Most studies show that teacher quality directly correlates to the quality of a school. And so you see all kinds of proposals for beefed up licensing requirements, more stringent evaluation of teachers, easier removal of underperforming teachers, and on and on.
Now a charter school in Manhattan is testing a much simpler approach: if you want better teachers, pay them more. A lot more.
Makes sense to me. Better pay is presumed to attract better performers in every other profession, from computer programming and graphic arts to finance and athletics. Better pay makes it easier to give a job your full attention, which can only improve results. Perhaps even more important, people who make more money generally get more respect from both society and their employers. Friends of mine who've left teaching cite lack of respect as a very serious problem: it's hard to earn the respect of students if you don't get it from administrators or parents. It's hard to maintain educational or disciplinary standards when parents and administrators won't back you up.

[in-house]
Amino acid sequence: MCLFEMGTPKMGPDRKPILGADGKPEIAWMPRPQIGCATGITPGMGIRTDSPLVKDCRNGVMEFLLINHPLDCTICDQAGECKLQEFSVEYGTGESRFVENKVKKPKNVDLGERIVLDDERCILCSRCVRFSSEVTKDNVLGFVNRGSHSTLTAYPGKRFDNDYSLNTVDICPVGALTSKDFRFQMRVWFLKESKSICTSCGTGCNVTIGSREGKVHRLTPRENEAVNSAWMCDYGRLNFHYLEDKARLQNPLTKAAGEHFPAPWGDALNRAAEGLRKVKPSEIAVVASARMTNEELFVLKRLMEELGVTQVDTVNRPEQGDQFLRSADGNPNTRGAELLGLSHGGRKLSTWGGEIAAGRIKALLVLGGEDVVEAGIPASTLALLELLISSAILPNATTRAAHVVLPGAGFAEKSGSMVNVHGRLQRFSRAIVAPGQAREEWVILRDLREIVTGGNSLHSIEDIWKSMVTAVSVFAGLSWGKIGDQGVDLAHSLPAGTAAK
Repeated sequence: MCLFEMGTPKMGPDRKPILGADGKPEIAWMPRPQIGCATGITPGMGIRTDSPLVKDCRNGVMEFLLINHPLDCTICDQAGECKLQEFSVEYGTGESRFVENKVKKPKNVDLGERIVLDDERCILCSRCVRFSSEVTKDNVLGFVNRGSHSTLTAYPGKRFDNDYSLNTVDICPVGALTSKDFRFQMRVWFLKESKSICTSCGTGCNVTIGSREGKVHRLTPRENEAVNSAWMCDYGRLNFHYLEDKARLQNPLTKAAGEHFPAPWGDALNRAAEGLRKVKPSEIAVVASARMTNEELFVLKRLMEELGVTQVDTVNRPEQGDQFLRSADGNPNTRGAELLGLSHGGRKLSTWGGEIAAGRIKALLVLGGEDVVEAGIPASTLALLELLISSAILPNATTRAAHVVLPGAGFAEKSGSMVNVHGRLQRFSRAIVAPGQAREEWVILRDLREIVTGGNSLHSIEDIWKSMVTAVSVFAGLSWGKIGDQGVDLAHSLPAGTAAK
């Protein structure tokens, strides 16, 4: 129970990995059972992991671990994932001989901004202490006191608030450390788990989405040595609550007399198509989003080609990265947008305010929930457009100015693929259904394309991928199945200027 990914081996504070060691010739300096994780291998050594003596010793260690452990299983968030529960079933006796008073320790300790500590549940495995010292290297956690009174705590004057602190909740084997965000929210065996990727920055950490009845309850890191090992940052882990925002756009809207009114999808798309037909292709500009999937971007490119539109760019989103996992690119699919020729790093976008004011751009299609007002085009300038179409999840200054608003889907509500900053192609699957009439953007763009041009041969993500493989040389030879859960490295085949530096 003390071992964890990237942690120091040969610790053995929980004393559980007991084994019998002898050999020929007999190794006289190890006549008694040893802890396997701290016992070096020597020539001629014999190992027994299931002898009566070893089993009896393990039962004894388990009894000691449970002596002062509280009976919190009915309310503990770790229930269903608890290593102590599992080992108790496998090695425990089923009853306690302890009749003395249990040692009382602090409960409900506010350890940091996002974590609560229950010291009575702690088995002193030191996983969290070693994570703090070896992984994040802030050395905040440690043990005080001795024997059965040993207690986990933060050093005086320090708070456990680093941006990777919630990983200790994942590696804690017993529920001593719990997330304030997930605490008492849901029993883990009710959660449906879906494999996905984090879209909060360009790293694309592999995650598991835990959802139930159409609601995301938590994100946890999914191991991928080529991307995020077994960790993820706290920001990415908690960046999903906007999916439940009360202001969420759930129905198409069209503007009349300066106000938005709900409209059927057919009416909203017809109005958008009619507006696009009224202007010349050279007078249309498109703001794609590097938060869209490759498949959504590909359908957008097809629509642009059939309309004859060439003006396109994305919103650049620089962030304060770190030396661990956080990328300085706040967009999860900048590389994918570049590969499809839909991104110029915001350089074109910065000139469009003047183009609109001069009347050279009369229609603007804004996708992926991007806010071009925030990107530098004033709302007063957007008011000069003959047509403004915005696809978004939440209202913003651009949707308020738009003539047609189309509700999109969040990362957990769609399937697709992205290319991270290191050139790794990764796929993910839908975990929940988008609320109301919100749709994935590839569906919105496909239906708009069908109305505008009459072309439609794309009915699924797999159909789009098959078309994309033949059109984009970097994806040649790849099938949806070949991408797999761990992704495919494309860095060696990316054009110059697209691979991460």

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I agree that better pay will attract better teachers. But I'm not convinced it's the only issue. I think some of the other areas where this school is cutting back (class size, technology, etc.) may reduce the impact of the teachers--always assuming that the hiring process actually FINDS the best teachers for that nice, big salary.
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